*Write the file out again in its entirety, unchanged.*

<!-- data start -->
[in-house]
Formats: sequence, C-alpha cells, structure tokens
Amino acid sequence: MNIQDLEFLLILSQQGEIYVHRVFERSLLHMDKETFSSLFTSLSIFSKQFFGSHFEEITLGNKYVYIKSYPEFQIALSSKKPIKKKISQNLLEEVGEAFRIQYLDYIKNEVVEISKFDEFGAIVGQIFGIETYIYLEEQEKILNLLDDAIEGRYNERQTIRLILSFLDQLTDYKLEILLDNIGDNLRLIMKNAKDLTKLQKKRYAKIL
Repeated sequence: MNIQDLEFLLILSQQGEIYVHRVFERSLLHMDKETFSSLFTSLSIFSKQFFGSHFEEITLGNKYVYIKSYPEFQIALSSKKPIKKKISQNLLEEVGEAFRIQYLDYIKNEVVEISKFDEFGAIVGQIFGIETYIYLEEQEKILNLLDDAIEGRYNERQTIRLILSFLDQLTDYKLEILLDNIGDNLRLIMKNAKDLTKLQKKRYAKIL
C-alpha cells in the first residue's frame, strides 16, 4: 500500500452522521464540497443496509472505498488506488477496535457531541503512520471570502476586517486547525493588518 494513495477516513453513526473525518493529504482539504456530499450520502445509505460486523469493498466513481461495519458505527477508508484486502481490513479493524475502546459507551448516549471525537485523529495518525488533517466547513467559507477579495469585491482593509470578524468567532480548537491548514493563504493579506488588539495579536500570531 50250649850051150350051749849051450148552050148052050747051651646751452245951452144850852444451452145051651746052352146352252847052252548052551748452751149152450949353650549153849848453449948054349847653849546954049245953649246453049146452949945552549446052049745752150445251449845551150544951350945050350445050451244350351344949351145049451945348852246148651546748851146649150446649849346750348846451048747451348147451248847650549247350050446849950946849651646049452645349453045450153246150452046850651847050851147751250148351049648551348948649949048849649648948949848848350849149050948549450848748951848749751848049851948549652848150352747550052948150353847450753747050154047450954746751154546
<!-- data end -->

[in-house]
Formats: sequence, C-alpha cells, structure tokens
Amino acid sequence: MNIQDLEFLLILSQQGEIYVHRVFERSLLHMDKETFSSLFTSLSIFSKQFFGSHFEEITLGNKYVYIKSYPEFQIALSSKKPIKKKISQNLLEEVGEAFRIQYLDYIKNEVVEISKFDEFGAIVGQIFGIETYIYLEEQEKILNLLDDAIEGRYNERQTIRLILSFLDQLTDYKLEILLDNIGDNLRLIMKNAKDLTKLQKKRYAKIL
Repeated sequence: MNIQDLEFLLILSQQGEIYVHRVFERSLLHMDKETFSSLFTSLSIFSKQFFGSHFEEITLGNKYVYIKSYPEFQIALSSKKPIKKKISQNLLEEVGEAFRIQYLDYIKNEVVEISKFDEFGAIVGQIFGIETYIYLEEQEKILNLLDDAIEGRYNERQTIRLILSFLDQLTDYKLEILLDNIGDNLRLIMKNAKDLTKLQKKRYAKIL
C-alpha cells in the first residue's frame, strides 16, 4: 500500500452522521464540497443496509472505498488506488477496535457531541503512520471570502476586517486547525493588518 494513495477516513453513526473525518493529504482539504456530499450520502445509505460486523469493498466513481461495519458505527477508508484486502481490513479493524475502546459507551448516549471525537485523529495518525488533517466547513467559507477579495469585491482593509470578524468567532480548537491548514493563504493579506488588539495579536500570531 50250649850051150350051749849051450148552050148052050747051651646751452245951452144850852444451452145051651746052352146352252847052252548052551748452751149152450949353650549153849848453449948054349847653849546954049245953649246453049146452949945552549446052049745752150445251449845551150544951350945050350445050451244350351344949351145049451945348852246148651546748851146649150446649849346750348846451048747451348147451248847650549247350050446849950946849651646049452645349453045450153246150452046850651847050851147751250148351049648551348948649949048849649648948949848848350849149050948549450848748951848749751848049851948549652848150352747550052948150353847450753747050154047450954746751154546